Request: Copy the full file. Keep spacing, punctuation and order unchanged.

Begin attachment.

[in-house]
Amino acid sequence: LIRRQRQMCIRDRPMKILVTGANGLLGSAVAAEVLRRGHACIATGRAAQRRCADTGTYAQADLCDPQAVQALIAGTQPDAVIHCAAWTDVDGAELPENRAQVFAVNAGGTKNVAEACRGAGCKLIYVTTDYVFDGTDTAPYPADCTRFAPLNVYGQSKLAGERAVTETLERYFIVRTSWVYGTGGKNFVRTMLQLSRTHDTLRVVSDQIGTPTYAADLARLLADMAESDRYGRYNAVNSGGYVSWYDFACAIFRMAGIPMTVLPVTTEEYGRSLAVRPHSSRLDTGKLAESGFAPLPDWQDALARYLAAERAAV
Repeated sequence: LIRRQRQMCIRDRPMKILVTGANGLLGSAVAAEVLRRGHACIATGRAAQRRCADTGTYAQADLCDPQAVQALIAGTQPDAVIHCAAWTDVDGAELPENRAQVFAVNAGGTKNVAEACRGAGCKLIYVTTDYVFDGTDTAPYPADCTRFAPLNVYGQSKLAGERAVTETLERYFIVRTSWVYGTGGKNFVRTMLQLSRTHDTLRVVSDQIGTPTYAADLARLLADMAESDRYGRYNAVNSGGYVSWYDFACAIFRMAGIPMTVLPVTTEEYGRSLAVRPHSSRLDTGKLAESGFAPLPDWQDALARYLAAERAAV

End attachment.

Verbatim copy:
[in-house]
Amino acid sequence: LIRRQRQMCIRDRPMKILVTGANGLLGSAVAAEVLRRGHACIATGRAAQRRCADTGTYAQADLCDPQAVQALIAGTQPDAVIHCAAWTDVDGAELPENRAQVFAVNAGGTKNVAEACRGAGCKLIYVTTDYVFDGTDTAPYPADCTRFAPLNVYGQSKLAGERAVTETLERYFIVRTSWVYGTGGKNFVRTMLQLSRTHDTLRVVSDQIGTPTYAADLARLLADMAESDRYGRYNAVNSGGYVSWYDFACAIFRMAGIPMTVLPVTTEEYGRSLAVRPHSSRLDTGKLAESGFAPLPDWQDALARYLAAERAAV
Repeated sequence: LIRRQRQMCIRDRPMKILVTGANGLLGSAVAAEVLRRGHACIATGRAAQRRCADTGTYAQADLCDPQAVQALIAGTQPDAVIHCAAWTDVDGAELPENRAQVFAVNAGGTKNVAEACRGAGCKLIYVTTDYVFDGTDTAPYPADCTRFAPLNVYGQSKLAGERAVTETLERYFIVRTSWVYGTGGKNFVRTMLQLSRTHDTLRVVSDQIGTPTYAADLARLLADMAESDRYGRYNAVNSGGYVSWYDFACAIFRMAGIPMTVLPVTTEEYGRSLAVRPHSSRLDTGKLAESGFAPLPDWQDALARYLAAERAAV